By that time, one of the 15 inmates had been released on medical parole, while another had received ARV treatment. The court application aimed to ensure that the remaining 13 prisoners be put on ARV treatment immediately.


As a result of the application, the Departments of Correctional Services and Health requested a meeting with the TAC (also an applicant in the case), and the ALP on April 25, 2006. At the end of the meeting, it was agreed that the 13 applicants would begin treatment within three weeks. The ALP agreed not to proceed with the case if the government parties noted the agreement in writing by Friday, April 28, 2008. But they failed to deliver and the ALP proceeded with litigation. An urgent application was brought before the Durban High Court on behalf of the prisoners on May 3, 2006.


In the court papers, the ALP indicated that it wanted the government to be compelled to provide ARVs to the 13 inmates and all others who needed immediate treatment.


On June 22, 2006, Durban High Court Judge Thumba Pillay granted the relief. Not surprisingly, the government appealed. But Judge Pillay made an interim execution order that compelled government to provide ARV treatment to prisoners in line with the earlier order, pending the outcome of the appeal.


On August 28, 2006, Judge Chris Nicholson upheld the earlier interim execution order. He criticised the government, which had still not made any attempt to improve its ARV rollout programme at Westville, saying it was in contempt of Judge Pillay’s order. Following the court ruling, the DCS slowly started to accredit correctional centres to provide antiretroviral therapy at the beginning of 2006.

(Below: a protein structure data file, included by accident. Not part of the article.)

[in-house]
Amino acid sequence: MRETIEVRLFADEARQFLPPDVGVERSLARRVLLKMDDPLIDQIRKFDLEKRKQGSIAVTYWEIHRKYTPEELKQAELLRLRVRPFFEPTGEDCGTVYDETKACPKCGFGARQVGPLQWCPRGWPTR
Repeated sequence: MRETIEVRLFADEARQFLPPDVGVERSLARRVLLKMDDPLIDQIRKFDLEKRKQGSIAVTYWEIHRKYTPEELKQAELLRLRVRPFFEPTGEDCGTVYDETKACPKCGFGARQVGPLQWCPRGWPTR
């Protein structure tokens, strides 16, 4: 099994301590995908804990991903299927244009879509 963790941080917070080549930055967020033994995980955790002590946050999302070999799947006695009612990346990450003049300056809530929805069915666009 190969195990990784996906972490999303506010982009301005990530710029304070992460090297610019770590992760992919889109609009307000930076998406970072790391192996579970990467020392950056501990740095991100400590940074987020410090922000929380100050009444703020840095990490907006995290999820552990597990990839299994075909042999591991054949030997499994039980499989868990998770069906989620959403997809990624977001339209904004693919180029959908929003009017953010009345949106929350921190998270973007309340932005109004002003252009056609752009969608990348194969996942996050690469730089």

By the end of September 2006, health facilities at four correctional centres had been accredited to provide ARV treatment.


Accreditation of more prisons has been ongoing since then.


Correctional centres that don’t have the capacity to provide the service now routinely send inmates to accredited health facilities for ARV treatment.


The DCS noted in December 2007 that 20 percent of prisoners were HIV-positive. However, the real figure is likely to be higher as it excludes awaiting-trial prisoners.


A study released by the Institute for Security Studies (ISS) in 2003 showed that about 41 percent of inmates were HIV positive and that since 1995, reported cases of HIV/Aids in prisons had risen by an astounding 750 percent and natural deaths by about 600 percent.


Overcrowding also creates a fertile environment for sexual assault. South African prisons have the capacity for 114 559 prisoners but are currently accommodating over 165 000. High-risk sex is commonplace in prisons, usually in the form of unprotected anal sex and rape. Two of the most powerful prison gangs are the 26s and 28s, with the latter’s power structure reputed to be based on homosexual partnerships and the prostitution of certain male inmates.


Rather than accepting the reality of sexual activity and the attendant risks, most prison authorities in South Africa do not make condoms easily available. In many prisons, inmates have to approach a medical officer to ask for condoms. The reason for this not clear.


The only logical conclusion is that policy-makers are uncomfortable with anything linked to homosexuality. As long as rape and sodomy in prisons are ignored, they will remain among the main driving factors behind South Africa’s HIV epidemic.


• Khopotso Bodibe is Health-e News Service’s radio Editor. This is an edited extract from The Virus, Vitamins and Vegetables, published by Jacana Media.


 

Related Resources

Issues:

Health

Global Impact:

South Africa

Tags:

AIDS, AIDS Law Project, ARV, HIV, TAC, Treatment Action Campaign